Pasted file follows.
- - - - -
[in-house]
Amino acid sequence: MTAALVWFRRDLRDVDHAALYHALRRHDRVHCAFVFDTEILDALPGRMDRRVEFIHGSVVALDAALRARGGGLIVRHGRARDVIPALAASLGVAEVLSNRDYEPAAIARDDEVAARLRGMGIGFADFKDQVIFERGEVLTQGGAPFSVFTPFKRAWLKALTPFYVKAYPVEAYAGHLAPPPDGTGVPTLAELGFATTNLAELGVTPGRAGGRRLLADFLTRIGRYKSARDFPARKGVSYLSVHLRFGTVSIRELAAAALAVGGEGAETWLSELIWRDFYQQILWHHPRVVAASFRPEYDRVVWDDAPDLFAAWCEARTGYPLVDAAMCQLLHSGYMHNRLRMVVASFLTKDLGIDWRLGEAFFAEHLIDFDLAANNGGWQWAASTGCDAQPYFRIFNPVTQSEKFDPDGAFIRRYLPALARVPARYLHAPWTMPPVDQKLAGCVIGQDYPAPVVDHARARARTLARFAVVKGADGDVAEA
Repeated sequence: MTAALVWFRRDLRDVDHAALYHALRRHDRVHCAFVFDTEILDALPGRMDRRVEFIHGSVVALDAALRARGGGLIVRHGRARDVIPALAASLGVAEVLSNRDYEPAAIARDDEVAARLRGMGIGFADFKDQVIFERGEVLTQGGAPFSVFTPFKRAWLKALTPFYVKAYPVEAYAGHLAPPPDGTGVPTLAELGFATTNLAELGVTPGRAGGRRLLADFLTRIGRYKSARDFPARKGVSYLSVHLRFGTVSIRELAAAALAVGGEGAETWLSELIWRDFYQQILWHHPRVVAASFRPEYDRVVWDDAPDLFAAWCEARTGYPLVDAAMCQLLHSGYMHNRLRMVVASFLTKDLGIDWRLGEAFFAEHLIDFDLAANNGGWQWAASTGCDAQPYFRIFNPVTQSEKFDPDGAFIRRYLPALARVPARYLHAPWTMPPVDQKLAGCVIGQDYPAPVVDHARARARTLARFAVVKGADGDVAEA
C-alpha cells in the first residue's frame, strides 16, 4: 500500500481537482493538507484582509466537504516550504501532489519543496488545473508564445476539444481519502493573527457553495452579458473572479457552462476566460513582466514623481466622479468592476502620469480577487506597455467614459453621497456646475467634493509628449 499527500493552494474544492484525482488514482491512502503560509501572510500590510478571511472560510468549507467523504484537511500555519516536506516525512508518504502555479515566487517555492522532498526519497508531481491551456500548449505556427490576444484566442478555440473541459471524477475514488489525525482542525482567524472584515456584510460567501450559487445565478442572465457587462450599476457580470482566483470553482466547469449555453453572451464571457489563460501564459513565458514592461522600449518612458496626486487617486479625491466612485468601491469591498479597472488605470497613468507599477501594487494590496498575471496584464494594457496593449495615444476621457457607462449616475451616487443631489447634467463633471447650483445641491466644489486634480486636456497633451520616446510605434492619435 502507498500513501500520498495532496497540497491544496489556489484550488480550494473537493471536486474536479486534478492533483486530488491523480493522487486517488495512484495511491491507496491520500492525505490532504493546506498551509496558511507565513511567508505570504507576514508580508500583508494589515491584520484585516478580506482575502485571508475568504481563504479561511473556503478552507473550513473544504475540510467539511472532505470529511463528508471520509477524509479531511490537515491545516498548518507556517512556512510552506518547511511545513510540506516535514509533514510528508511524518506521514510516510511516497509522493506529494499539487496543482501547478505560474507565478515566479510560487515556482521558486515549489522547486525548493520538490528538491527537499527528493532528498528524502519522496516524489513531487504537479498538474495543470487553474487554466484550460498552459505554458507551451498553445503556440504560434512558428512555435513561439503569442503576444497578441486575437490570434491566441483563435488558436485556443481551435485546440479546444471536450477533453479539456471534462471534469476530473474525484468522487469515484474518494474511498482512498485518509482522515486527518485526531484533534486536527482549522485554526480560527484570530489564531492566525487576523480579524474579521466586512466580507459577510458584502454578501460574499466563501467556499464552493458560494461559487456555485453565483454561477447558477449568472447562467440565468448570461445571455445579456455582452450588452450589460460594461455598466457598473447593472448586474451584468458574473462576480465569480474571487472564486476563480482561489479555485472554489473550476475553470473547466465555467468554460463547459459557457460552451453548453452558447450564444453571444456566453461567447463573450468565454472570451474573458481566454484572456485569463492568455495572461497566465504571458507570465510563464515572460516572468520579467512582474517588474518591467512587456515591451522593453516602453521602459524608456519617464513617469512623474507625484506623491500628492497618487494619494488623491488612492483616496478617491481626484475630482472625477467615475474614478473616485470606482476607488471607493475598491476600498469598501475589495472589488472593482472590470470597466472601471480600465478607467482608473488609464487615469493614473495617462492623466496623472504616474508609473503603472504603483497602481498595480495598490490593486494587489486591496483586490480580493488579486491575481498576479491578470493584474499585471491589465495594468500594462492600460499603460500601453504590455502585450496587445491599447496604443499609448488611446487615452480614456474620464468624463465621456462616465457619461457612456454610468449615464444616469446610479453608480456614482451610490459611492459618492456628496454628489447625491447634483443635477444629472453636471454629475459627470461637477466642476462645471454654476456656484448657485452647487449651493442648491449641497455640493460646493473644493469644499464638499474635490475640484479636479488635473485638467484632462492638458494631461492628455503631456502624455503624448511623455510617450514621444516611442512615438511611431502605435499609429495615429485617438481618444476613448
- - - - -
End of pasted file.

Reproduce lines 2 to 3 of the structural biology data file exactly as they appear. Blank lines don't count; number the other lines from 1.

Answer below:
Amino acid sequence: MTAALVWFRRDLRDVDHAALYHALRRHDRVHCAFVFDTEILDALPGRMDRRVEFIHGSVVALDAALRARGGGLIVRHGRARDVIPALAASLGVAEVLSNRDYEPAAIARDDEVAARLRGMGIGFADFKDQVIFERGEVLTQGGAPFSVFTPFKRAWLKALTPFYVKAYPVEAYAGHLAPPPDGTGVPTLAELGFATTNLAELGVTPGRAGGRRLLADFLTRIGRYKSARDFPARKGVSYLSVHLRFGTVSIRELAAAALAVGGEGAETWLSELIWRDFYQQILWHHPRVVAASFRPEYDRVVWDDAPDLFAAWCEARTGYPLVDAAMCQLLHSGYMHNRLRMVVASFLTKDLGIDWRLGEAFFAEHLIDFDLAANNGGWQWAASTGCDAQPYFRIFNPVTQSEKFDPDGAFIRRYLPALARVPARYLHAPWTMPPVDQKLAGCVIGQDYPAPVVDHARARARTLARFAVVKGADGDVAEA
Repeated sequence: MTAALVWFRRDLRDVDHAALYHALRRHDRVHCAFVFDTEILDALPGRMDRRVEFIHGSVVALDAALRARGGGLIVRHGRARDVIPALAASLGVAEVLSNRDYEPAAIARDDEVAARLRGMGIGFADFKDQVIFERGEVLTQGGAPFSVFTPFKRAWLKALTPFYVKAYPVEAYAGHLAPPPDGTGVPTLAELGFATTNLAELGVTPGRAGGRRLLADFLTRIGRYKSARDFPARKGVSYLSVHLRFGTVSIRELAAAALAVGGEGAETWLSELIWRDFYQQILWHHPRVVAASFRPEYDRVVWDDAPDLFAAWCEARTGYPLVDAAMCQLLHSGYMHNRLRMVVASFLTKDLGIDWRLGEAFFAEHLIDFDLAANNGGWQWAASTGCDAQPYFRIFNPVTQSEKFDPDGAFIRRYLPALARVPARYLHAPWTMPPVDQKLAGCVIGQDYPAPVVDHARARARTLARFAVVKGADGDVAEA